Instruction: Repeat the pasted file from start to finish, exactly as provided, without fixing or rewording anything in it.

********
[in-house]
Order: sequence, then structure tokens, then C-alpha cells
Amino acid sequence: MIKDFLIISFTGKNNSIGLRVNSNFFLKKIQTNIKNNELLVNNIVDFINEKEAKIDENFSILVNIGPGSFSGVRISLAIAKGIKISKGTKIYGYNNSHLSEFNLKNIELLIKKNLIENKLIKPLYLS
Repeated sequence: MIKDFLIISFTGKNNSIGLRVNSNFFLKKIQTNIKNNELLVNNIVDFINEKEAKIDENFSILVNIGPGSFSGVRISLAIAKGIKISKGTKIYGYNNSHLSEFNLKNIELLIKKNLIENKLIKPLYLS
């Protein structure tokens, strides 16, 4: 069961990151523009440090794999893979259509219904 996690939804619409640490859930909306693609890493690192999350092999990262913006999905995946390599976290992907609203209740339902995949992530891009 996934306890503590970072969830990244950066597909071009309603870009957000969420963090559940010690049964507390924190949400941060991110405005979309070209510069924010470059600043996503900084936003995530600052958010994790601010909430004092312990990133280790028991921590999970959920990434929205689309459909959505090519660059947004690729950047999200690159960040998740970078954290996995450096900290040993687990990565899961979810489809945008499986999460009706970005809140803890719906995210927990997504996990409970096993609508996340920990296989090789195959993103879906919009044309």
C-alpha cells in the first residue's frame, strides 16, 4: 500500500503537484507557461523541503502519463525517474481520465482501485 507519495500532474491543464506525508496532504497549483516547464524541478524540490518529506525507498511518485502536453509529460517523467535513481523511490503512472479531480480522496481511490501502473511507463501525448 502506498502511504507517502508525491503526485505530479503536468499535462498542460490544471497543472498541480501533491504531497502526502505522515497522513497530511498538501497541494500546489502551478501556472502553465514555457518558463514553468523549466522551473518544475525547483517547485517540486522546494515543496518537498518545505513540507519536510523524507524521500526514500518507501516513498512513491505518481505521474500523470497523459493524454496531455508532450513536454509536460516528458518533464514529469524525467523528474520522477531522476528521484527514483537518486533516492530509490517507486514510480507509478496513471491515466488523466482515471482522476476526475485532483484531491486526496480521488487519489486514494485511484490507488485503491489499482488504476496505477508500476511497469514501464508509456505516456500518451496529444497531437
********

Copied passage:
[in-house]
Order: sequence, then structure tokens, then C-alpha cells
Amino acid sequence: MIKDFLIISFTGKNNSIGLRVNSNFFLKKIQTNIKNNELLVNNIVDFINEKEAKIDENFSILVNIGPGSFSGVRISLAIAKGIKISKGTKIYGYNNSHLSEFNLKNIELLIKKNLIENKLIKPLYLS
Repeated sequence: MIKDFLIISFTGKNNSIGLRVNSNFFLKKIQTNIKNNELLVNNIVDFINEKEAKIDENFSILVNIGPGSFSGVRISLAIAKGIKISKGTKIYGYNNSHLSEFNLKNIELLIKKNLIENKLIKPLYLS
């Protein structure tokens, strides 16, 4: 069961990151523009440090794999893979259509219904 996690939804619409640490859930909306693609890493690192999350092999990262913006999905995946390599976290992907609203209740339902995949992530891009 996934306890503590970072969830990244950066597909071009309603870009957000969420963090559940010690049964507390924190949400941060991110405005979309070209510069924010470059600043996503900084936003995530600052958010994790601010909430004092312990990133280790028991921590999970959920990434929205689309459909959505090519660059947004690729950047999200690159960040998740970078954290996995450096900290040993687990990565899961979810489809945008499986999460009706970005809140803890719906995210927990997504996990409970096993609508996340920990296989090789195959993103879906919009044309």
C-alpha cells in the first residue's frame, strides 16, 4: 500500500503537484507557461523541503502519463525517474481520465482501485 507519495500532474491543464506525508496532504497549483516547464524541478524540490518529506525507498511518485502536453509529460517523467535513481523511490503512472479531480480522496481511490501502473511507463501525448 502506498502511504507517502508525491503526485505530479503536468499535462498542460490544471497543472498541480501533491504531497502526502505522515497522513497530511498538501497541494500546489502551478501556472502553465514555457518558463514553468523549466522551473518544475525547483517547485517540486522546494515543496518537498518545505513540507519536510523524507524521500526514500518507501516513498512513491505518481505521474500523470497523459493524454496531455508532450513536454509536460516528458518533464514529469524525467523528474520522477531522476528521484527514483537518486533516492530509490517507486514510480507509478496513471491515466488523466482515471482522476476526475485532483484531491486526496480521488487519489486514494485511484490507488485503491489499482488504476496505477508500476511497469514501464508509456505516456500518451496529444497531437